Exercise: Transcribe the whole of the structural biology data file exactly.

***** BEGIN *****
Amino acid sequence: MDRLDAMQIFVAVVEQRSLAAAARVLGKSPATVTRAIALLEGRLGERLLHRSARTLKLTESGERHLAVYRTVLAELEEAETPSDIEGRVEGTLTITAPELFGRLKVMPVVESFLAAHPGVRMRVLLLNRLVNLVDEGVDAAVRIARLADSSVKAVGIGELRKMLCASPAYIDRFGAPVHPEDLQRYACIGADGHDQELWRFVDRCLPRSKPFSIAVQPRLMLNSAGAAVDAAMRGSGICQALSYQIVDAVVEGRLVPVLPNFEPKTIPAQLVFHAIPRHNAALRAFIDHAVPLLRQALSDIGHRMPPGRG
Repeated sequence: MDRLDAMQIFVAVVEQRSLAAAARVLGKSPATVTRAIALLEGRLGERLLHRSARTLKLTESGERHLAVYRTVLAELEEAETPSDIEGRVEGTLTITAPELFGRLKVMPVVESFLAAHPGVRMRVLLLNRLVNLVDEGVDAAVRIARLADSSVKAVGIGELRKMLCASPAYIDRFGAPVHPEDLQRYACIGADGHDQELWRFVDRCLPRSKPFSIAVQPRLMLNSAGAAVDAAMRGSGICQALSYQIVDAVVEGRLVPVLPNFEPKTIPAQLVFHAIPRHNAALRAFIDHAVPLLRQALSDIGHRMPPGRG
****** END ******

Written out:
Amino acid sequence: MDRLDAMQIFVAVVEQRSLAAAARVLGKSPATVTRAIALLEGRLGERLLHRSARTLKLTESGERHLAVYRTVLAELEEAETPSDIEGRVEGTLTITAPELFGRLKVMPVVESFLAAHPGVRMRVLLLNRLVNLVDEGVDAAVRIARLADSSVKAVGIGELRKMLCASPAYIDRFGAPVHPEDLQRYACIGADGHDQELWRFVDRCLPRSKPFSIAVQPRLMLNSAGAAVDAAMRGSGICQALSYQIVDAVVEGRLVPVLPNFEPKTIPAQLVFHAIPRHNAALRAFIDHAVPLLRQALSDIGHRMPPGRG
Repeated sequence: MDRLDAMQIFVAVVEQRSLAAAARVLGKSPATVTRAIALLEGRLGERLLHRSARTLKLTESGERHLAVYRTVLAELEEAETPSDIEGRVEGTLTITAPELFGRLKVMPVVESFLAAHPGVRMRVLLLNRLVNLVDEGVDAAVRIARLADSSVKAVGIGELRKMLCASPAYIDRFGAPVHPEDLQRYACIGADGHDQELWRFVDRCLPRSKPFSIAVQPRLMLNSAGAAVDAAMRGSGICQALSYQIVDAVVEGRLVPVLPNFEPKTIPAQLVFHAIPRHNAALRAFIDHAVPLLRQALSDIGHRMPPGRG